May 26th   | 2017
"Life is not just networked; it is  network."   David Haskell, The Songs of Trees

Submissions for American Grove's 3rd annual Great American Tree Competition open today! This year's all star forestry panel is searching for a perfect shade tree, vibrant spring flowers, or any spectacular tree that represents spring or summer to you.  Nominations for 2017 Great American Tree are due by August 4th . More information regarding s ubmission requirements can be found on our site  here.

The first place winner of the Great American Tree competition will receive $500 , second place is $250  and third place is $100.


Inert but Never Inactive
Benefits of Fallen Logs

Gloom may be the overbearing emotion for American Grove's passionate arborist upon viewing a graveyard of toppled trees. The trees themselves may appear lifeless, but their work as forest regulators is still not over. Biotic activity never ceases on and inside deceased trees. The b iological capitol of fallen logs are like goldmines to lichen and fungi. Fallen trees provide temperate benefits to their forest communities as well as storage, a place for nests, and shelter for passing fauna. 
            The U.S. Forest Service reports approx. 1,200 forms of fauna rely on dead, dying, or rotted-hollow trees. This does not include the dozens of amphibians, insects, birds, and other forest dwellers that are frequent shoppers at the fallen logs cafeteria. 

We would love to hear from our members about other legacies deceased trees have created  in our  Deceased but still Devoted section under our  Q & A tab.

'Snag' is the term for trees that are dead/partially dead yet still standing. 
The Songs of Trees
Professor David Haskell

Biology buff David Haskell has created another urban forestry masterpiece that has topped our reading list. His most recent publication, The Songs of Trees, focuses on 12 trees from around the globe including a few species from our United States canopy: a bradford pear, cottonwood, sabal palm, and bonsai white pine. His keen observations reveal the millions of fungal cells, atmospheric conditions, and ancient networks that continue to provide improved living environments for Earth's international canopy. Haskell's composition argues for the mutually beneficial relationship of nature and man. Connect with the audios and visuals that inspired the encapsulating writings of Haskell  here. More information regarding The Songs of Trees can be found on  Haskel's website.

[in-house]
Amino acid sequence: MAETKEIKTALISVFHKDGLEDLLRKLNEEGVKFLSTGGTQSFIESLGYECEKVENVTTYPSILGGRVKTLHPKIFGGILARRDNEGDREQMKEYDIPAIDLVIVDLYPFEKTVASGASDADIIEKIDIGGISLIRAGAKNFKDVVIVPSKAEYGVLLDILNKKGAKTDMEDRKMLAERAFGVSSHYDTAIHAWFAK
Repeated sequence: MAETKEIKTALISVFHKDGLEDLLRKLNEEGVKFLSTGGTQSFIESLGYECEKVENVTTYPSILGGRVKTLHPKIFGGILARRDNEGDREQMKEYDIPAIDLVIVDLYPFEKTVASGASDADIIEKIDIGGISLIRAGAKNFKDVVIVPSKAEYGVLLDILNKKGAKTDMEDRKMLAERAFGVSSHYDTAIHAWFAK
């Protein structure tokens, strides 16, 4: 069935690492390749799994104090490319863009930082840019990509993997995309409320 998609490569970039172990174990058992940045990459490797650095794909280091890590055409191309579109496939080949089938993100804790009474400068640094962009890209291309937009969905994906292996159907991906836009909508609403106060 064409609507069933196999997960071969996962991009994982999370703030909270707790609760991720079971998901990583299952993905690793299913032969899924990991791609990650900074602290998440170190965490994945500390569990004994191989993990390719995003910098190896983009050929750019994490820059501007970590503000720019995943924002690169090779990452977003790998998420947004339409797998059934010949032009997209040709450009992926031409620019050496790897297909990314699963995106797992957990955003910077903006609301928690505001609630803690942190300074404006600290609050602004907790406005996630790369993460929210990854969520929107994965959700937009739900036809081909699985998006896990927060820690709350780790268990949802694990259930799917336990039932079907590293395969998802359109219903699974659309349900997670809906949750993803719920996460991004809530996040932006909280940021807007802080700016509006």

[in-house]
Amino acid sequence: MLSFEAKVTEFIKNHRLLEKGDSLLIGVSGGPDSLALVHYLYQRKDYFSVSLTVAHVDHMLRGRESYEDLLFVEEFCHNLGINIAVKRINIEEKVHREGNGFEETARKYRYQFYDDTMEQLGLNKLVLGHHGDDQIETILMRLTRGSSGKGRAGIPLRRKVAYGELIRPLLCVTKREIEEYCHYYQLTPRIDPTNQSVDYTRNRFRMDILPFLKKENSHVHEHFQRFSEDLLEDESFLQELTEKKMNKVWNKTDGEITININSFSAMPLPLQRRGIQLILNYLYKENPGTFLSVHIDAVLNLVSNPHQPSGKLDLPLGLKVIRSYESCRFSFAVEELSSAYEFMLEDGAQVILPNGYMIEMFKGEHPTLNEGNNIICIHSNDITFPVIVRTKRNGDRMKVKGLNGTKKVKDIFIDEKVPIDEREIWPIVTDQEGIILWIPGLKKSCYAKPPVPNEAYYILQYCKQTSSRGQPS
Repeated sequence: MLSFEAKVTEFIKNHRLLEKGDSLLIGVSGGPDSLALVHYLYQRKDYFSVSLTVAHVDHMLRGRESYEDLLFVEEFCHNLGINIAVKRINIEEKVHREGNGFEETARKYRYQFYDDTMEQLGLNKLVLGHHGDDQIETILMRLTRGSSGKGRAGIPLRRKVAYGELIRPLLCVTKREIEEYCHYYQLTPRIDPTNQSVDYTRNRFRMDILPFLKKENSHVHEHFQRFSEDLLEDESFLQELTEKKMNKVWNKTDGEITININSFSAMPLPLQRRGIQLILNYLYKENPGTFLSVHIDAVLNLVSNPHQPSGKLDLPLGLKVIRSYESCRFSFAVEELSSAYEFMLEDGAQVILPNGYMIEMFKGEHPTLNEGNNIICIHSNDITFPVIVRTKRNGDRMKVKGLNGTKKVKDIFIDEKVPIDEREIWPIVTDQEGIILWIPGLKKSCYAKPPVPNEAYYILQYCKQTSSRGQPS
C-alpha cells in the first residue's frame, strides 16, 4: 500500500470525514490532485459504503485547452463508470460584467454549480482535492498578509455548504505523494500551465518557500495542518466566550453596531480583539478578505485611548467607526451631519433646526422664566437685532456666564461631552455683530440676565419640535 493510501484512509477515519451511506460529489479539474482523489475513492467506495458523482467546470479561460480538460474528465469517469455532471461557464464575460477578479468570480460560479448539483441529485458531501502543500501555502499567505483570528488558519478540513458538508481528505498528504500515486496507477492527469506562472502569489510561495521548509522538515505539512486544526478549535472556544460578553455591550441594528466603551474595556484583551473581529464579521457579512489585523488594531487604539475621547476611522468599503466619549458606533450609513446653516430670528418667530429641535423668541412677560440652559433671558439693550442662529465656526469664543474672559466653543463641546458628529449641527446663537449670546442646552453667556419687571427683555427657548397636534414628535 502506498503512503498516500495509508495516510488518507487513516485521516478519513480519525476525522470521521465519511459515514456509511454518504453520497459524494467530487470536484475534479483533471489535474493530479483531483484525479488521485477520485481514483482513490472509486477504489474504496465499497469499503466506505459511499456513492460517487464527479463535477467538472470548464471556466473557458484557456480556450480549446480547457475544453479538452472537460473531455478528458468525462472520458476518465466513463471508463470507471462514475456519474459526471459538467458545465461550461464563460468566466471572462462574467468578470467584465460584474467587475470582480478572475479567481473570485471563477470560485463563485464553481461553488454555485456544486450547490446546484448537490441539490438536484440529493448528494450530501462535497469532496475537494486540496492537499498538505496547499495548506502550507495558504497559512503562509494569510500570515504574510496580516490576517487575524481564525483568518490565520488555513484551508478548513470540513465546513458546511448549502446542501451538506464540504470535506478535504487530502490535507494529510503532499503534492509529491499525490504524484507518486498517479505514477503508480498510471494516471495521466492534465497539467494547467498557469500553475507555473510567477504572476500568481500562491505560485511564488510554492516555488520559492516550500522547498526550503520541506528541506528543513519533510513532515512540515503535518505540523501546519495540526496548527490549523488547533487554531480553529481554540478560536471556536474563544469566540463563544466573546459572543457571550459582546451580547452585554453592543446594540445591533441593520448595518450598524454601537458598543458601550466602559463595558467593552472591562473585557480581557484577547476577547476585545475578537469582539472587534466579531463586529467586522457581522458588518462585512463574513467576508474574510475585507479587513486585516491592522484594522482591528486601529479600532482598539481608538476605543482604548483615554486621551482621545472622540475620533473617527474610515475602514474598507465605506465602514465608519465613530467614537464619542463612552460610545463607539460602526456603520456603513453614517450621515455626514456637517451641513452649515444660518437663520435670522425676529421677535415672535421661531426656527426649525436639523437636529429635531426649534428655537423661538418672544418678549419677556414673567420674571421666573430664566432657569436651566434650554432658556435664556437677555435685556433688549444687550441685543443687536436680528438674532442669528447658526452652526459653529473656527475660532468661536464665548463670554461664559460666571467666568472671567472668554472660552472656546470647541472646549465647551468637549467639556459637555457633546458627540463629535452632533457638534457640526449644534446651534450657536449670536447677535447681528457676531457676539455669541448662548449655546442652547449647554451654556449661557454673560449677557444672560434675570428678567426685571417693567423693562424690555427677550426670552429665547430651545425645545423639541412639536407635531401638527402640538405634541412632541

Planting trees contributes to your local forest by creating urban landmarks as well as thriving community members with identities and personalities.Trees maintained by neighborhoods and communities have an exponentially higher survival rate than those who are left unattended. Urban trees depend on humans for protection and maintenance, as we depend on them for carbon sequestration and nutrients. Information regarding care and tree planting opportunities can be found under our Energy Saving Trees tab. Join other American Grove members posting updates, descriptions, and tips regarding the growth of your saplings  here.
Benevolent Bark
Tag our Instagram with uncanny bark  @plantyourlegacy

Do you ever pass by a tree trunk that you can't help but anthropomorphize? The knee of this tree looked as if it were watching me approach from blocks away. I thought I would surely witness a wink from this eye. We would love to see the personality shining through the bark of your local canopy! 

#PlantYourLegacy #BearyourBark #BenevolentBark

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Immortalize your knowledge and experiences on American Grove. Our online community is dedicated to providing its members with the best resources to promote the growth of our nation's urban forest. To read more about urban canopies or interact with fellow tree fanatics visit us at AmericanGrove.org